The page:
*At the start of the tradition to have shows in the tents, “People were smoking everywhere, and they would put their cigarettes out on the floor. Editors were constantly getting stuck in freight elevators. Isaac had a show in Soho where the generators blew and people had to wait in the dark for a half an hour until they came back on.” – Fern Mallis

*In 1991, before the shows were in tents, the ceiling collapsed at a Michael Kors show

*In 1995, Isaac Mizrahi’s Unzipped was released – and this was a documentary about the making of his Fall 1994 collection.

*Fern Mallis threatened to move Fashion Week to New Jersey in order to persuade Mayor Dinkins to back the events during this week

*In the early years there were only three tents: named Josephine (it encompassed the Josephine Baker Fountain), Gertrude (because of a Gertrude Stein statue backstage), and Celeste (after the Celeste Bartos Forum inside the Library.

*In 1997, Fashion Week moved to Chelsea Piers for the first and only time.

*The tents were closed prematurely in 1999 when Hurricane Floyd hit the NYC area.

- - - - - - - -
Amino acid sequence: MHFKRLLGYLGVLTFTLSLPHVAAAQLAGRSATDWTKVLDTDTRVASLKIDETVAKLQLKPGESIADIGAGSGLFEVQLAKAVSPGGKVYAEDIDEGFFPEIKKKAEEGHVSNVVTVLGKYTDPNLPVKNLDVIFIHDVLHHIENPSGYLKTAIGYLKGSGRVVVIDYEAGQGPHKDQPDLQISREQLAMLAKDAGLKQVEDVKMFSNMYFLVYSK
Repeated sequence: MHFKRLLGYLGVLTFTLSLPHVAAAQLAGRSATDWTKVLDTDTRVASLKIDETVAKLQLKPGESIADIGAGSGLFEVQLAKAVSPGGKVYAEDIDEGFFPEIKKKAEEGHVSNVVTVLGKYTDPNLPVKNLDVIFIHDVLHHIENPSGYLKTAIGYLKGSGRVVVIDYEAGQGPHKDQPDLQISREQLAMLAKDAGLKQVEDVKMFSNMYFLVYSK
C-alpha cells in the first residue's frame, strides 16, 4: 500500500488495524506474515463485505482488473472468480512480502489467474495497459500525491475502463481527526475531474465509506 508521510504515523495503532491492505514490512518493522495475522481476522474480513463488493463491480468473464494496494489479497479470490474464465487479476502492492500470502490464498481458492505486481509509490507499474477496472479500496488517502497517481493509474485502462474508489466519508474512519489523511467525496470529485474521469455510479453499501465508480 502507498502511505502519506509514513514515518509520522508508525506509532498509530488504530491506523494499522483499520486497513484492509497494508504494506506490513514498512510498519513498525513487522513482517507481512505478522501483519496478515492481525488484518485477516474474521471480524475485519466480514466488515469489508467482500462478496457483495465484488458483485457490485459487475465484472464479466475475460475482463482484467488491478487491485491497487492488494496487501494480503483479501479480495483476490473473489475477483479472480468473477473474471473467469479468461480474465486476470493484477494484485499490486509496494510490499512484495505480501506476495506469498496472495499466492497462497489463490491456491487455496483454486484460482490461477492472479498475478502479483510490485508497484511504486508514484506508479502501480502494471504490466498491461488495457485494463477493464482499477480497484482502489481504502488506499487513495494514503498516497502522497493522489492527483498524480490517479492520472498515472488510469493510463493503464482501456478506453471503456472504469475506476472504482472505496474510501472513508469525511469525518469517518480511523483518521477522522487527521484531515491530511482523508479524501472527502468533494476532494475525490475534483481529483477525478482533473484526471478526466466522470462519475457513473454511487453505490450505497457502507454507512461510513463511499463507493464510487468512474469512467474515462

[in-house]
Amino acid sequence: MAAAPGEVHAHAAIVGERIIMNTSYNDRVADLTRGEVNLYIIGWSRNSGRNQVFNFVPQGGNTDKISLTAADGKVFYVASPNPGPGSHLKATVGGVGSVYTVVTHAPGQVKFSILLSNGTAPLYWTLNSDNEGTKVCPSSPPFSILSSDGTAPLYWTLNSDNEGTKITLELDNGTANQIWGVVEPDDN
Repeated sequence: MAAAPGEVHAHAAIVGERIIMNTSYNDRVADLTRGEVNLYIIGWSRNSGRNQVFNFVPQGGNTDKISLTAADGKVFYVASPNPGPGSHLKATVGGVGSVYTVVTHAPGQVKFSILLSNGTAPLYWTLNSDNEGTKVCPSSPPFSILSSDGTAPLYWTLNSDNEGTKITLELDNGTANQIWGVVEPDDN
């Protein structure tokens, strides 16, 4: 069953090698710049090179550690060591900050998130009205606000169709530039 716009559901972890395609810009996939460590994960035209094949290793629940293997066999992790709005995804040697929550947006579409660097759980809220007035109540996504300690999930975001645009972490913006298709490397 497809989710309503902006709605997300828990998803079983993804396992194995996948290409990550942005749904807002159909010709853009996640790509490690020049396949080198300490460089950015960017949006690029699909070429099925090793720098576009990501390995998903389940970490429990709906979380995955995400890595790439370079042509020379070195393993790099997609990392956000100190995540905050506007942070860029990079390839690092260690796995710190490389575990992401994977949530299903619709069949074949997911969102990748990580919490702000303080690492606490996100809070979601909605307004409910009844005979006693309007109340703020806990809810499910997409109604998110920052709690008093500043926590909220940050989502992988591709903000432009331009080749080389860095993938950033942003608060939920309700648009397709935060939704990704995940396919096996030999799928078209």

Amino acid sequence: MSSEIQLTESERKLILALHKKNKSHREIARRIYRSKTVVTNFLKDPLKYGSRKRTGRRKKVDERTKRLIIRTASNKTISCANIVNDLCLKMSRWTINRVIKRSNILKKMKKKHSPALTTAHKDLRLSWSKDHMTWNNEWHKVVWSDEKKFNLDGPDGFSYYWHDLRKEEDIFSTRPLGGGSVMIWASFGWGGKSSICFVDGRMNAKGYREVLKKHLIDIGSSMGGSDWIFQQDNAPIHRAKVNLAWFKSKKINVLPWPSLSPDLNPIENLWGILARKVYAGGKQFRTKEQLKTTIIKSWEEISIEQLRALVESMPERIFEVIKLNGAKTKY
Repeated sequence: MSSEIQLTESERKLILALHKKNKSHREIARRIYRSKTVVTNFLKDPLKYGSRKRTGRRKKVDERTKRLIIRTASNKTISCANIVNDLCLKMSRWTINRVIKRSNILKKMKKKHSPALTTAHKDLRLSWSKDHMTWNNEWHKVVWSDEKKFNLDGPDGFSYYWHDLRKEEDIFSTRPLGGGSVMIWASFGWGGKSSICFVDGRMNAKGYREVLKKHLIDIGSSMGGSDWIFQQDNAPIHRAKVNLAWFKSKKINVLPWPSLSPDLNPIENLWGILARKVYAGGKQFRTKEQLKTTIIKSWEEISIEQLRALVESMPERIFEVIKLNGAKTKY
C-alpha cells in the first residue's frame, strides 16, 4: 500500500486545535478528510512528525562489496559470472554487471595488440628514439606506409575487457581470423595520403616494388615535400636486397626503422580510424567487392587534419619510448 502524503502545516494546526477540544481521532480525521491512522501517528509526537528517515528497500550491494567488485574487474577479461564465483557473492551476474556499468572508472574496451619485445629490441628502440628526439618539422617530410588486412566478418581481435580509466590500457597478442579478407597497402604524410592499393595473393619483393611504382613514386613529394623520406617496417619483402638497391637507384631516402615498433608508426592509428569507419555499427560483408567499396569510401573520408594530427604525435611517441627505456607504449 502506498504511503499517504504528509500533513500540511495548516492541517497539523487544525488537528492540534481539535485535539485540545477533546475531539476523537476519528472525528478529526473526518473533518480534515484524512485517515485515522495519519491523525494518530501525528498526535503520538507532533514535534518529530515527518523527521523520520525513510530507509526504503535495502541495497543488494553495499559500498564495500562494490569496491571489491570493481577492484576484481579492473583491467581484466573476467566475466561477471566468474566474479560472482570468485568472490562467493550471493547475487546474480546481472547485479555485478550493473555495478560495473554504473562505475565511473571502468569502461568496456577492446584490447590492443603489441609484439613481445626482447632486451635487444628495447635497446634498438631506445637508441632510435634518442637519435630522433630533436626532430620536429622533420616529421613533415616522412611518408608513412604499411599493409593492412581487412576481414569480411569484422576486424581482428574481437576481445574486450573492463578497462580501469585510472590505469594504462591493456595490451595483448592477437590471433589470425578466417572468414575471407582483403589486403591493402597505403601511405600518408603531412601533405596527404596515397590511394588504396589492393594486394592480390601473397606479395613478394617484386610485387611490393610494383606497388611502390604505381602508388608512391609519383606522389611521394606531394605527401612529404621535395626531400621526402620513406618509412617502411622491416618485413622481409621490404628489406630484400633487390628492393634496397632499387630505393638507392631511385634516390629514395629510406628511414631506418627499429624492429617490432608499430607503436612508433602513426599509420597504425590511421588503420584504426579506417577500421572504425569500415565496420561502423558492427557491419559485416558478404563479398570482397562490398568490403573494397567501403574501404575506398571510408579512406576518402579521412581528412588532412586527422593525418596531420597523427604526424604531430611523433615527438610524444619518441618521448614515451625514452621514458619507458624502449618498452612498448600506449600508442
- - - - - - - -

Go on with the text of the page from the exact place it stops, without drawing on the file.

*2000 – The whole peta-protests-fur bit – PETA protestors stormed the runway and got pummeled with red paint and tofu.

*Fashion Week was canceled on the morning of Sept. 11th – for obvious reasons.

*And in 2002, London swapped fashion week dates with New York so that NYC shows would not collide with 9/11.

*There was a total of 2,509 shows held in Bryant Park.

Reactions to Fashion Week at Bryant Park vs. at the Lincoln Center

“I will probably miss the Bryant Park connection more than anybody. The fact that these shows inspired and developed young designers is so important.” – Stan Herman

(On the events being at Lincoln Center…”We’re going to accelerate some of the media distribution – live internet feeds, you name it. After a while you need to switch things up.” – Bill Marpet

“The fact that we’re changing venues, which affects the choices we make and how we show as designers, is phenomenal. Lincoln Center isn’t only about big; it can be about chic and intimate. There’s such as wide array of choice that we haven’t had.” – Vera Wang